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Interview with Flux’s Head of Banks: Roisin Levine

Despite the upheaval of 2020, the ambition and enthusiasm has not waned for many of the UK’s leading fintech companies. Innovative disruptor, Flux, is revolutionising the integration of payments and receipts by allowing customers to log into their bank account and view digital receipts next to their purchase history. In addition to improving convenience for the customer, the service could make a significant impact on the environmental waste of the estimated 11 billion receipts the UK generates per year. FS Partnership caught up with Head of Banks, Roisin Levine to learn more about Flux’s ambitions and her perceptions on the gender gap in the UK fintech scene.

How does Flux enhance the experience of banking customers? What’s your biggest success story? 

Flux is an API for receipt data so we’re able to deliver a fully itemised digital receipt into the banking app as soon as a customer transacts. This means we’re enhancing the level of information that would normally be available to customers and including the full item breakdown to serve as a proof of purchase.

Our biggest success story is our growth so far, starting a network from scratch is no easy task. This month we surpassed the delivery of 3.75 million receipts and we saw record breaking customer sign ups, with over 60,000 in a single week. Our partners in the banking space are all to thank for this, along with our many retail partners like Just Eat and H&M. 

Why do you think the traditional banking industry has been so resistant to digitisation?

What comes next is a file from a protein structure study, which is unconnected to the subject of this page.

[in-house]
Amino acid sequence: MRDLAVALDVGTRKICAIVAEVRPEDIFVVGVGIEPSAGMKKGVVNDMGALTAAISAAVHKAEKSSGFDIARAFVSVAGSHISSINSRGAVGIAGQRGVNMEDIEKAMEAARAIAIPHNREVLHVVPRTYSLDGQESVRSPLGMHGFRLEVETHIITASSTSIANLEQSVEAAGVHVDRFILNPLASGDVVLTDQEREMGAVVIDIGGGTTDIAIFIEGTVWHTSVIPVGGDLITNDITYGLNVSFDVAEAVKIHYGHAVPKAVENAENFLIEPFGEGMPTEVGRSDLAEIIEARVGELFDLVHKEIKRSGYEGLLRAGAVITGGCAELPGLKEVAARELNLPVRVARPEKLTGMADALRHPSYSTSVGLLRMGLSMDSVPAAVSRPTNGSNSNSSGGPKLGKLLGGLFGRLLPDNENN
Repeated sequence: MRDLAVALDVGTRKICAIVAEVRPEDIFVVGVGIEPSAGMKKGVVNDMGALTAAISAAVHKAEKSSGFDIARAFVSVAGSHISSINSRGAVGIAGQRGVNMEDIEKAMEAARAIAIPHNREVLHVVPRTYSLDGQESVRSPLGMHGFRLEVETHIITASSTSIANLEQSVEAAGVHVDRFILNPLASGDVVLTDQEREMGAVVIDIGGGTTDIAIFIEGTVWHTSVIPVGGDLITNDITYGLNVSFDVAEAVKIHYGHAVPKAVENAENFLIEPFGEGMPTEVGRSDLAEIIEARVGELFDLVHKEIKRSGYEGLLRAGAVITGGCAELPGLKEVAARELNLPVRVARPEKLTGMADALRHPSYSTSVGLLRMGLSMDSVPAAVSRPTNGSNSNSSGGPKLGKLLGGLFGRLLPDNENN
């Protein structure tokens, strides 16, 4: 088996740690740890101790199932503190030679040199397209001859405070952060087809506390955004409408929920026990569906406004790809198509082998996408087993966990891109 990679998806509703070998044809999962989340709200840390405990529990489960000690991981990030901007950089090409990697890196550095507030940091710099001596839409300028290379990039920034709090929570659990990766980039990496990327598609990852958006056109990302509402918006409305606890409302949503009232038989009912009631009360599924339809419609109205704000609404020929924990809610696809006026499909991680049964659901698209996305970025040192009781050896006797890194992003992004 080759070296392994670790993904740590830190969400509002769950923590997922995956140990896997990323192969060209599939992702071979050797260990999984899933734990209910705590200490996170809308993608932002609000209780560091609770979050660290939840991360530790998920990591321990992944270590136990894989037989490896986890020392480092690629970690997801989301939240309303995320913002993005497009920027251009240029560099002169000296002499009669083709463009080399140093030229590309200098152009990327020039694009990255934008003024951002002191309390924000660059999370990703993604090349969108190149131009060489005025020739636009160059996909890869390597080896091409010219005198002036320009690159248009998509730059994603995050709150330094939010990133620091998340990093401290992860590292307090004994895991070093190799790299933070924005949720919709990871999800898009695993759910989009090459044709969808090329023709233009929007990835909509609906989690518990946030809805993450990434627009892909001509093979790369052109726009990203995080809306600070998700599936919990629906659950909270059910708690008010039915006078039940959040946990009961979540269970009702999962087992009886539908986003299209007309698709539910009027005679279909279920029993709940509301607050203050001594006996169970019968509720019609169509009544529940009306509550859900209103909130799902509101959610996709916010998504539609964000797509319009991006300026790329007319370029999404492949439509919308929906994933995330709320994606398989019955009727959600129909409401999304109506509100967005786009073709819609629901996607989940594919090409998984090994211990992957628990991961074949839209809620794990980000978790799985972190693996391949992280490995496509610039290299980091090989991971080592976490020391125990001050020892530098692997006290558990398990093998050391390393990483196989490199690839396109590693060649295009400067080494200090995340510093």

I actually think most banks in the UK are making great efforts to digitise. The incumbent banks increase their investment towards digital by around 15% every year and this actually amounts to tens of billions of pounds. Inefficiencies due to scale and legacy infrastructure is often cited as the main challenge that slows down some digital initiatives. The pandemic has fast tracked a move towards mobile and online banking, but for many traditional banks they do still have to serve a variety of customers who may not all be comfortable banking entirely through a digital channel. 

Do you think we’ll see more collaborations between banks and fintechs in 2021?

Yes, but I think partnerships will be deeper and more considered – strategic investment is becoming increasingly common. At one point, it felt like there was a rush to work with as many fintechs as possible, but I think we’re now seeing banks be more selective and invest in making sure the fintechs are fully embedded into their journeys. Flux is viewed as an infrastructure player, and this means that once partnered and integrated, our receipt data becomes an integral part of the banking experience. 

Keeping and managing receipts is vital for those who are self-employed or freelance. As the self-employed workforce continues to grow, do you think there will be an increased demand for Flux’s technology?

Yes, our technology very much addresses the key business need for accurate and timely receipt data to support business record keeping. For the self-employed, managing and controlling expenses are an administrative burden, but Flux’s automated digital receipt generation can make recording and reconciling business expenses a far easier process.